Legal hacking

This story about music distribution over MIT’s cable system has been getting a lot of link traffic from weblogs I read.

man-holding-tv.jpg
Honestly I don’t understand what problem it solves. I watched a demonstration of the idea last Thursday in an MIT classroom. Having presented an MIT credential through his Web browser, the user queued up a CD and received the message “Your selection is now playing on Channel 64”. The problem was, we were nowhere near a television set.

Zittrain is quoted in the NYT article, describing the work as “almost an act of performance art”. I agree with the spirit of that comment. The project looks to me like a legal hack more than anything else.

A neat trick, perhaps, but it fails to address the root problem, which is a persistent, and I believe, wrong, conviction that art and commerce can only flourish under increasingly stringent control.

Others are attacking the problem head-on in a variety of creative ways.

Milestone: my wife and I went on our first date ten years ago this weekend. It’s easy to remember because we went to see a movie that Sunday. We paid at the front counter and headed for the theater which, to our surprise, was empty even though we were right on time. We hung out by the door and talked for a while. Five minutes passed with nobody else showing up. Ten. Twenty. Suddenly we realized that we’d forgotten about the time change and arrived an hour early.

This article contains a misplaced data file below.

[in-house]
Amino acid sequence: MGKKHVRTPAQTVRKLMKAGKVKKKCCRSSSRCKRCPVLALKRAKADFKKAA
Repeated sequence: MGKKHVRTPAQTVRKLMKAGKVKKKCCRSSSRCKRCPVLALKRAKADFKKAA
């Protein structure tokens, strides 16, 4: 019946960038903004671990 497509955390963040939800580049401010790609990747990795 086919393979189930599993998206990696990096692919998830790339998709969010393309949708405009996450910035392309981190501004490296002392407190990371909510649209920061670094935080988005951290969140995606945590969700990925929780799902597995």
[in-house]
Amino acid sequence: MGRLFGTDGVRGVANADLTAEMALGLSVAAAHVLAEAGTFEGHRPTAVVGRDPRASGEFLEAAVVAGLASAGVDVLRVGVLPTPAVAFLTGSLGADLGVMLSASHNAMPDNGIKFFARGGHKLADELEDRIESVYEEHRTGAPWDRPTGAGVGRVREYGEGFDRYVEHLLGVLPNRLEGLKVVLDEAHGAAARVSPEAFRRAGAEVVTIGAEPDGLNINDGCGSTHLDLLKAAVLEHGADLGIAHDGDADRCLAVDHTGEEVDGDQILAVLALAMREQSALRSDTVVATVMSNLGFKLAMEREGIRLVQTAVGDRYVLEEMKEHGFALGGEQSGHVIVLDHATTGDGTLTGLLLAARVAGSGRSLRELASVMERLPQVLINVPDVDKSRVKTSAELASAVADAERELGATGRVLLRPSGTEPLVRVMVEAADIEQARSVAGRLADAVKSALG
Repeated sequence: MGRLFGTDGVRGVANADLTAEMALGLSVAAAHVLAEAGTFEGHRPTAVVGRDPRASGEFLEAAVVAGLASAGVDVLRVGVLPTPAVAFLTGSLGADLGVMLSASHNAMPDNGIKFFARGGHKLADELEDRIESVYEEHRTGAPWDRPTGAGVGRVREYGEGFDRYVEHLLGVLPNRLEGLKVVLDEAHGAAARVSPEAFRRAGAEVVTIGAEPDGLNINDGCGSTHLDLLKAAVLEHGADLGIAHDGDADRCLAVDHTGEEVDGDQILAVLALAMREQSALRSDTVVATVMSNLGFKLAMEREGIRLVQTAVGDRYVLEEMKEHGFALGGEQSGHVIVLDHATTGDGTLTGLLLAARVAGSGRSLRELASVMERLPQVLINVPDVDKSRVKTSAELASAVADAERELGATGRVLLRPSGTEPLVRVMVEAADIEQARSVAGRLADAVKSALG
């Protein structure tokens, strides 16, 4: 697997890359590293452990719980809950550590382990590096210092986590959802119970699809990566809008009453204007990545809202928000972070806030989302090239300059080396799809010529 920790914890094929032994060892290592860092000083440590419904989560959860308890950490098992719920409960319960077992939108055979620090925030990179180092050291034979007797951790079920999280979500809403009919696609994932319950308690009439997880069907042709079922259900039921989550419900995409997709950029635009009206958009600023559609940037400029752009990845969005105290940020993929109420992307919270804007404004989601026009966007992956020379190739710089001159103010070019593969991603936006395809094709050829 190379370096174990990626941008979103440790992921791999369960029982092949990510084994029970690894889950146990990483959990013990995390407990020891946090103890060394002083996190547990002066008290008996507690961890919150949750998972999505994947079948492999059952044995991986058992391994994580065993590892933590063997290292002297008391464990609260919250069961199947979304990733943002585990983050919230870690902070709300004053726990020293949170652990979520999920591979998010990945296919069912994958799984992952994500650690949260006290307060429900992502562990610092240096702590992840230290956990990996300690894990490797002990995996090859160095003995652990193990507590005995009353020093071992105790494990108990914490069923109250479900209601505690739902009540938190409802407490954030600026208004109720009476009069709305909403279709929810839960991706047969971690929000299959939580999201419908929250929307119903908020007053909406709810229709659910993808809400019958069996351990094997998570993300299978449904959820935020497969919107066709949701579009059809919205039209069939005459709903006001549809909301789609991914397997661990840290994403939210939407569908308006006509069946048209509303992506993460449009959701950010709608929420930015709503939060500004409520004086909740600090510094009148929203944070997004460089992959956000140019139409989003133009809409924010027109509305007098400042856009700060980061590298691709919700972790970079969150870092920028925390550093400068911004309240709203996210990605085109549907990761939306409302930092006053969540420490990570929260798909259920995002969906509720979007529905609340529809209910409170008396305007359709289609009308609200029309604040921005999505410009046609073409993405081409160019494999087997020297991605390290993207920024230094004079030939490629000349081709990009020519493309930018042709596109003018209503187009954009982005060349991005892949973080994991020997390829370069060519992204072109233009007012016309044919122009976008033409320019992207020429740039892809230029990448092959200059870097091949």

The movie was Dazed and Confused.

More comment spam today, and more referer log entries. My comment spammers file has been updated and the spammer’s ip/url reported to feedster.

This particular spammer used a Google search carefully crafted to yield a bunch of MT weblogs. I went and re-ran the search and sure enough, most of the search results still had the same spam that I got. Grumble. Gotta get my act together and install one of those filter plugins. But I’m still suspicious of any software program that claims to be able to tell spam from non spam. Wouldn’t it be great if we could incorporate those robot-defying, obfuscated text images right into the weblog tool?

I WISH it was easier to listen to all of the music appearing in the Internet Archive collection feed. Enclosures might be part of the solution, but the files are also really big, typically hundreds of MB, and in an unusual format. Pondering…

We launched the MIT Sloan site yesterday at 2pm. You can take a look if you’d like, but you probably won’t be able to log in unless you happen to be a Sloan person.

So far, so good. Or at least, I haven’t gotten any emergency phone calls. Here are some stats from 18 hours post launch.

Number of logins: 291
Number of hits: ~5000 (includes graphics)
Number of documents uploaded: 27
Disk space consumed by documents: 100MB
Number of server errors thrown: 4
Number of bugs fixed: 1
Number of disk backups performed: 1
Number of database backups performed: 1

Great summary and commentary on recent discussion of the O’Reilly Fresh Air interview from Doc Searls.

I think I was trying to get at similar ideas when I posted my own 2 cents last week, but others have since taken a much broader and richer view.

As a funny side note, the top search word in my referer logs has been “O’Reilly” ever since I made that post. For a few days I had the top Google score for “Bill O’Reilly Fresh Air”. Now I’m #2. Not exactly how I wanted to get famous :-).